From Publishers Weekly
It's easy to forget that politicians are people too, so Ford Jr.'s account of his life from four to 40 is a welcome read. As a young man, Ford Jr. worked on his father's campaigns for Congress, learning skills that would help him win his father's seat in 1996. Ford Jr. credits grassroots strategies for returning him to the House five times, strategies he refused to abandon even after they failed to send him to the Senate in 2006. In a candid chronological examination of what made him the man and the politician that he is, Ford Jr. shares many personal moments, including bracing experiences of racial discrimination. Facing Goliaths in both the House and the media, Ford Jr. believes he exhibited the same valuable traits that his father possessed: honesty, integrity, and determination. Although his account remains largely personal and bipartisan, trafficking in solid American values that readers of all affiliations will sympathize with, one can't help but wonder about the next phase of the still young man's career; this is politics after all.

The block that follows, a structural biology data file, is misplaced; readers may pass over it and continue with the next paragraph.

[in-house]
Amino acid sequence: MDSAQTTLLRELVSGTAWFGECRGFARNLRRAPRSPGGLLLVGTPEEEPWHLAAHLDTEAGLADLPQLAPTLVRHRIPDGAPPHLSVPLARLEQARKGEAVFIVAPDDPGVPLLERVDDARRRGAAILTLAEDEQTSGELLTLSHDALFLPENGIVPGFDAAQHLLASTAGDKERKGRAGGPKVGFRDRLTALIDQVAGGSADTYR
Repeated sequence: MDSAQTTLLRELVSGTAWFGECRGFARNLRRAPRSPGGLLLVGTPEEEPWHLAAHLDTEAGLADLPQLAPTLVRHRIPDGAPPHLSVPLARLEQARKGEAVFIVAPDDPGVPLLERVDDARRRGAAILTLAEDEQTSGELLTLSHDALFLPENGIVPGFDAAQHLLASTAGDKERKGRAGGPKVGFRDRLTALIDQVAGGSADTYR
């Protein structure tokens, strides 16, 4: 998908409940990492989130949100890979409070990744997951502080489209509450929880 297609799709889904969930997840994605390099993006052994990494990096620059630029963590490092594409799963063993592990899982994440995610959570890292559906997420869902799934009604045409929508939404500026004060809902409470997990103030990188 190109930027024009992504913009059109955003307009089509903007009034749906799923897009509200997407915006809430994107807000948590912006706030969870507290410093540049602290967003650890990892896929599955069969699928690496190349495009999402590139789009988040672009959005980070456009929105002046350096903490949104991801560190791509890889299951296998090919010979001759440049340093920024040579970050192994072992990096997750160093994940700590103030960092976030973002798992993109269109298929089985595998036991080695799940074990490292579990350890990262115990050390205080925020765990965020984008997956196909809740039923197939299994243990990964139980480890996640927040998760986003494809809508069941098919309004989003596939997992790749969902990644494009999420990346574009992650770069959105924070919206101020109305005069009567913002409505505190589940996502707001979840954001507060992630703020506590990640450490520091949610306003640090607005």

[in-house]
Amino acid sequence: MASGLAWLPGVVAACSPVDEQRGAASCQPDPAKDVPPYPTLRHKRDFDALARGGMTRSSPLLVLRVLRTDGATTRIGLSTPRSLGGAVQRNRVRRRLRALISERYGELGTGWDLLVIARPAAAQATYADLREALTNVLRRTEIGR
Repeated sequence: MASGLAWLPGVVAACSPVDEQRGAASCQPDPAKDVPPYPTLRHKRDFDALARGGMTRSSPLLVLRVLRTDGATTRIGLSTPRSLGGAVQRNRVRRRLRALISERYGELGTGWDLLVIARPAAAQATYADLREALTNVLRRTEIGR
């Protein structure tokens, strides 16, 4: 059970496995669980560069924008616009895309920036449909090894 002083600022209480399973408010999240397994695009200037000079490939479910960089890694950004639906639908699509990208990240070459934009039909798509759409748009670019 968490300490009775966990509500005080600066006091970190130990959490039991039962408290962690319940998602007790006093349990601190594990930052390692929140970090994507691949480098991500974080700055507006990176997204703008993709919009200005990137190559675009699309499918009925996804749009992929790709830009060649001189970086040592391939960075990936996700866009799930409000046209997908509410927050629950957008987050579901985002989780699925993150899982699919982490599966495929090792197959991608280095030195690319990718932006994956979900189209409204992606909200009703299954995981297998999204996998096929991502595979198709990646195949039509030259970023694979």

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About the Author
Harold Ford, Jr., is an executive vice chairman at Bank of America in New York. In addition, he teaches public policy at New York University’s Wagner Graduate School of Public Service and chairs the Democratic Leadership Council. He and his wife, Emily, live in Manhattan.